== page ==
An asynchronous call, defined as one thread in a process spawning another thread to make the call and listen for the result while the parent thread continues on its business, is no more or less secure than the same call made synchronously. The only difference between the two, from the perspective of an outside observer of the process, is that a side thread is the one being blocked while waiting for the results of the call, instead of the main thread. The new thread gets a new stack and execution pointer, but shares the heap with all other threads of a process, and threads can access variables in other threads' stacks by reference. It's the same program, executing in the same memory space, it is just having its code executed from two places instead of one.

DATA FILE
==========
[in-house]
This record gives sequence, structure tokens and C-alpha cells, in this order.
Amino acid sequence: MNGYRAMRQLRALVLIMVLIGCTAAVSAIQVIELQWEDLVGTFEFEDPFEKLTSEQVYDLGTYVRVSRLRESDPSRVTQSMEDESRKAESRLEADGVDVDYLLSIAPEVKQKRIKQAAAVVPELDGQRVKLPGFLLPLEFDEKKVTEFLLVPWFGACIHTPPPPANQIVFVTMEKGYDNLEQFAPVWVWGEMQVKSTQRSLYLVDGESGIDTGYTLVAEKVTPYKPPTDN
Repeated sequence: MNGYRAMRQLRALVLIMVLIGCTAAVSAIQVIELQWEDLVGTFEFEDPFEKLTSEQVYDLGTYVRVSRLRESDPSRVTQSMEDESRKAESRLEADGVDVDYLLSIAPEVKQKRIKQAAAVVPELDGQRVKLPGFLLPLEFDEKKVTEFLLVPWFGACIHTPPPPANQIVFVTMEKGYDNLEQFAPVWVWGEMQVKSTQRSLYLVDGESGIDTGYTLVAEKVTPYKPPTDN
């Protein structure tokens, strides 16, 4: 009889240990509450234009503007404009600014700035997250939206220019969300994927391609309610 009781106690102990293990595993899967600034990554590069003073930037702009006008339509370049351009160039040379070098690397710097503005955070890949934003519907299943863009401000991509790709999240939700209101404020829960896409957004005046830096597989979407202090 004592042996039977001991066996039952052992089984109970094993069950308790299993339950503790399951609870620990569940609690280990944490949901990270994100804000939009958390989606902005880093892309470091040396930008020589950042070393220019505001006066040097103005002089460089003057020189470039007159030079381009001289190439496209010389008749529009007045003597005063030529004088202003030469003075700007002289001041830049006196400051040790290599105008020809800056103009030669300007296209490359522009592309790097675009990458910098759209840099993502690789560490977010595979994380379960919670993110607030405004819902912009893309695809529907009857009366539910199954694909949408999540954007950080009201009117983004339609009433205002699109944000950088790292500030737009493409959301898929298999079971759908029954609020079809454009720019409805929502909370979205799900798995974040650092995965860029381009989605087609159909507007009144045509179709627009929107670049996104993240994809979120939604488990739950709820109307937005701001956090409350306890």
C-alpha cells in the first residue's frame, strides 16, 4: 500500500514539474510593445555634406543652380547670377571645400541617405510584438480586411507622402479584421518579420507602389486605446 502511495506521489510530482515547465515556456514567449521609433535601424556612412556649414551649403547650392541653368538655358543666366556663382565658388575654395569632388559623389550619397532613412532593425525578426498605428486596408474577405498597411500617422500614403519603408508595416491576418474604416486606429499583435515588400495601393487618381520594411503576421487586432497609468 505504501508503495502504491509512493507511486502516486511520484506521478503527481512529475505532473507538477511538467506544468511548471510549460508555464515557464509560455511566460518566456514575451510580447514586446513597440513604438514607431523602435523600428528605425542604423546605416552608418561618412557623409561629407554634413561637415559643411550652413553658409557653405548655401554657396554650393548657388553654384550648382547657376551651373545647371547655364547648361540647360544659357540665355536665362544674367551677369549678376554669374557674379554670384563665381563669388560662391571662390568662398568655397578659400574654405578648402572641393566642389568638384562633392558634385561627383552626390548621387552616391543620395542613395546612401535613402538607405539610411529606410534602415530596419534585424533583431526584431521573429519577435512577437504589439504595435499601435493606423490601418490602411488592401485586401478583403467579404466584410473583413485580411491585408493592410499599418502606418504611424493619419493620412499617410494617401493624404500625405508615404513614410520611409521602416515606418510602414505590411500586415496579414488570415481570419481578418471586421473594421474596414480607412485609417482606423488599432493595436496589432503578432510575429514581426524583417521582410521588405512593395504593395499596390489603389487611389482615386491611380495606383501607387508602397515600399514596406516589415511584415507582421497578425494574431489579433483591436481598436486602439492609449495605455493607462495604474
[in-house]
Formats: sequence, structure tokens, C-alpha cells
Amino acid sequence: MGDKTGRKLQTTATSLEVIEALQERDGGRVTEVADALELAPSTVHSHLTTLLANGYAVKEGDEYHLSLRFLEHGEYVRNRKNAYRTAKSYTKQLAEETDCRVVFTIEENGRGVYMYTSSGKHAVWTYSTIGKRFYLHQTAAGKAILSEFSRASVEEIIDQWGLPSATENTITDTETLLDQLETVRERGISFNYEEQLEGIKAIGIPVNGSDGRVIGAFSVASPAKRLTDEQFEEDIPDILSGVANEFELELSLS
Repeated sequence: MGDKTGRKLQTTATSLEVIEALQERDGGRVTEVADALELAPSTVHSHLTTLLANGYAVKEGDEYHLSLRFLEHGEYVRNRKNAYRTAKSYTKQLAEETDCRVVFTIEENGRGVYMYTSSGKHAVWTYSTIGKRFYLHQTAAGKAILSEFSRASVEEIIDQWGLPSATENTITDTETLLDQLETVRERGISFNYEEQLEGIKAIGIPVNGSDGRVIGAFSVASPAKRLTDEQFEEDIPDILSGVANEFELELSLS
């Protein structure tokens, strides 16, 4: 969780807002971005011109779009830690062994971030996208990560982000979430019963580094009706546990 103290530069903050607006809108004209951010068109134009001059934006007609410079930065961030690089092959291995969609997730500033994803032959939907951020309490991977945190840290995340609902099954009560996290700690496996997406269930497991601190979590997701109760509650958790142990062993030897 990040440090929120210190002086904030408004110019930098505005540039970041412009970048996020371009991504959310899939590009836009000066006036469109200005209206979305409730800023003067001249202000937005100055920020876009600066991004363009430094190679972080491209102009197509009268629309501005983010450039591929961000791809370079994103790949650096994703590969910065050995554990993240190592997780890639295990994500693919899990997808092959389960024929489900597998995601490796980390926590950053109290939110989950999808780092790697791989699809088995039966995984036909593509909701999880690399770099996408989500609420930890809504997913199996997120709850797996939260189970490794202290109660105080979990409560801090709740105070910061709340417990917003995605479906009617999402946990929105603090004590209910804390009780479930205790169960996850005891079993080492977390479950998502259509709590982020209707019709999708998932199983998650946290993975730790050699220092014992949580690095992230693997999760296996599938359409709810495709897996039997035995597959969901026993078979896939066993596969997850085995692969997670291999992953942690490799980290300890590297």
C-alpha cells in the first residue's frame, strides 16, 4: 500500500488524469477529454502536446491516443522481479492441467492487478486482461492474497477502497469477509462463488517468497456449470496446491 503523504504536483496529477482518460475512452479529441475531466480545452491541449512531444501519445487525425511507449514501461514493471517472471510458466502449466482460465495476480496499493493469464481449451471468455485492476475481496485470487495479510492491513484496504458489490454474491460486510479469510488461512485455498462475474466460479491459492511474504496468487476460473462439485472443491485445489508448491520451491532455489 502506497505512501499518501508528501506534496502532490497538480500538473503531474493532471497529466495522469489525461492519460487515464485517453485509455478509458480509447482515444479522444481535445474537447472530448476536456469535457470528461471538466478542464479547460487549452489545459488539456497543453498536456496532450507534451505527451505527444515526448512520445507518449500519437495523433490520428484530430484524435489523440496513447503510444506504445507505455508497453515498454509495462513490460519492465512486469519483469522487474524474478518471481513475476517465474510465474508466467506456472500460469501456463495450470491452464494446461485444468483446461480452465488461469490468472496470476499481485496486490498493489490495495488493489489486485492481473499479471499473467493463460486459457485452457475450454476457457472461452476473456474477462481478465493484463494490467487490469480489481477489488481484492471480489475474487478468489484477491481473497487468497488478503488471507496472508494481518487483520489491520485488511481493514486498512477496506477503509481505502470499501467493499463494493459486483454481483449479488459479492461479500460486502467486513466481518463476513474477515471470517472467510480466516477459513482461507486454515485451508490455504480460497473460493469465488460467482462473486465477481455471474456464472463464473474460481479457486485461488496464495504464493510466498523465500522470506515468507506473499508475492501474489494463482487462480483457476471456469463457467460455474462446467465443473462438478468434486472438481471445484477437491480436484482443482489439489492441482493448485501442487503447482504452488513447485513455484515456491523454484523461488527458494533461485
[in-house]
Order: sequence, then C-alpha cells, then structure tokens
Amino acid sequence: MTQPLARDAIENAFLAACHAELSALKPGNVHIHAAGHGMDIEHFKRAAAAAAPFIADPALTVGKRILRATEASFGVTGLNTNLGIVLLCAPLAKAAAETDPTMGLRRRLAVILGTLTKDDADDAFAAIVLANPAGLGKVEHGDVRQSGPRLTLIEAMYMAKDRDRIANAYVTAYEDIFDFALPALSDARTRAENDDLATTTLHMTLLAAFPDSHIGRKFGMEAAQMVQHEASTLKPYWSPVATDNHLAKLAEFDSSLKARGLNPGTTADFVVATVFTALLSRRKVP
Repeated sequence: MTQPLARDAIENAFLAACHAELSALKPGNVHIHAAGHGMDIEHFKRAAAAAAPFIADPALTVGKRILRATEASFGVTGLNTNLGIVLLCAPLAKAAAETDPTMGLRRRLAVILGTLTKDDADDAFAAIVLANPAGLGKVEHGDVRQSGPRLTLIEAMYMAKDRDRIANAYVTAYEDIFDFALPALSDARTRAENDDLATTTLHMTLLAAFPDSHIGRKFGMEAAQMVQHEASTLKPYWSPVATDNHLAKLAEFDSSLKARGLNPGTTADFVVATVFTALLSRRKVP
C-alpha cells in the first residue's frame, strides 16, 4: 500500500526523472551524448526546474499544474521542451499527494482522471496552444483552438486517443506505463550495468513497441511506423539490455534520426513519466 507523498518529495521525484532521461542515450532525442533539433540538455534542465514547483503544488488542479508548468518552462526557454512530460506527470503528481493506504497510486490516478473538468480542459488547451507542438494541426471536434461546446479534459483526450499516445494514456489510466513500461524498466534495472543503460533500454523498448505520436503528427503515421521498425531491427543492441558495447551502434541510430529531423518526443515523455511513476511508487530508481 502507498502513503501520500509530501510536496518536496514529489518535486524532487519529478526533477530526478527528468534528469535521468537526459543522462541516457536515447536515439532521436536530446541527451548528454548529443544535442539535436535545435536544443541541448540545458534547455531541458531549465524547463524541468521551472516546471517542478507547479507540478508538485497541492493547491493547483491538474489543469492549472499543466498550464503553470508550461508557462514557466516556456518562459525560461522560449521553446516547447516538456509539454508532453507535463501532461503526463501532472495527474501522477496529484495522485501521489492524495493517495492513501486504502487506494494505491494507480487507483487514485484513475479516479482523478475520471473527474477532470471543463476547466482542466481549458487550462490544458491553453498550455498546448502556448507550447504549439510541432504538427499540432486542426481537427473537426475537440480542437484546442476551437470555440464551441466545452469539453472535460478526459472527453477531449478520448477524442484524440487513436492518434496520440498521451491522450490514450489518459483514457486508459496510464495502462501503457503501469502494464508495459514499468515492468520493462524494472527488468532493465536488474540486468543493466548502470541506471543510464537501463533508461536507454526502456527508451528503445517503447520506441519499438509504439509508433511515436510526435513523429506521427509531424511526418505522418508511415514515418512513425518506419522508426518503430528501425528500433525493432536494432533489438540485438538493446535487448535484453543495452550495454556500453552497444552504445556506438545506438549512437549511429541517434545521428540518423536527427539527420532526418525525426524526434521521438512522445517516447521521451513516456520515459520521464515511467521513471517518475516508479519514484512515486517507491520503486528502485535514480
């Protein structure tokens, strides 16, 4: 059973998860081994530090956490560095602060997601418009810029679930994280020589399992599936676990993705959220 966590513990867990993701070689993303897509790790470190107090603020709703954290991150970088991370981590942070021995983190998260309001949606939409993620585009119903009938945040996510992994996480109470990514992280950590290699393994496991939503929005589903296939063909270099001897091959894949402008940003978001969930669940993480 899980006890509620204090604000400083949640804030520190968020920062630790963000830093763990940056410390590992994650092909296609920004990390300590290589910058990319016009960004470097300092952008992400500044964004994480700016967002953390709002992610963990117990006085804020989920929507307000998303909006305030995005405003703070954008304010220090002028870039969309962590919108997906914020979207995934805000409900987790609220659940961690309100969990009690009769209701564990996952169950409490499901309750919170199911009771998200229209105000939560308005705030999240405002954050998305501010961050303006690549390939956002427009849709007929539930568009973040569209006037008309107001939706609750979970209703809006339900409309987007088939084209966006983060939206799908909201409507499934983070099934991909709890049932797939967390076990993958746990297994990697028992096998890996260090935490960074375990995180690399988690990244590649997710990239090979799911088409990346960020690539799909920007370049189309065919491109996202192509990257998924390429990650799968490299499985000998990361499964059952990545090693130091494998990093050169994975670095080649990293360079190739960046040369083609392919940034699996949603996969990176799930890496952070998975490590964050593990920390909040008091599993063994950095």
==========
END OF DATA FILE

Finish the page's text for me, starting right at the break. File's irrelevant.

Further, it may be impossible to write a C# program that does not have any asynchronous operations; there are many such operations built into the runtime. Garbage collection, for instance, and threads used by the runtime to talk to various I/O layers. Event-driven UI programming is heavily threaded; the "main thread" of your program is called by the runtime's "UI thread" whenever the user does something; otherwise it's just waiting.